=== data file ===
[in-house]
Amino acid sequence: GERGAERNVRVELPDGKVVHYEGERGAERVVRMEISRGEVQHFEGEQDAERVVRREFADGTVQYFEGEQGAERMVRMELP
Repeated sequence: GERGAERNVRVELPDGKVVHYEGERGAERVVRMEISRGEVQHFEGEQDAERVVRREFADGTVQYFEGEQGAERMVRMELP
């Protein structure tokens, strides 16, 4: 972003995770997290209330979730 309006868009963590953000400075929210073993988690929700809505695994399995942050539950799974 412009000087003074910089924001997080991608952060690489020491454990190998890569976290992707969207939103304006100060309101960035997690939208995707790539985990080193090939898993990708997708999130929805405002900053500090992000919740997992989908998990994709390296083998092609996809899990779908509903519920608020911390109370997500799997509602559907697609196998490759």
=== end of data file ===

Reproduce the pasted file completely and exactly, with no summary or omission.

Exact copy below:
[in-house]
Amino acid sequence: GERGAERNVRVELPDGKVVHYEGERGAERVVRMEISRGEVQHFEGEQDAERVVRREFADGTVQYFEGEQGAERMVRMELP
Repeated sequence: GERGAERNVRVELPDGKVVHYEGERGAERVVRMEISRGEVQHFEGEQDAERVVRREFADGTVQYFEGEQGAERMVRMELP
């Protein structure tokens, strides 16, 4: 972003995770997290209330979730 309006868009963590953000400075929210073993988690929700809505695994399995942050539950799974 412009000087003074910089924001997080991608952060690489020491454990190998890569976290992707969207939103304006100060309101960035997690939208995707790539985990080193090939898993990708997708999130929805405002900053500090992000919740997992989908998990994709390296083998092609996809899990779908509903519920608020911390109370997500799997509602559907697609196998490759």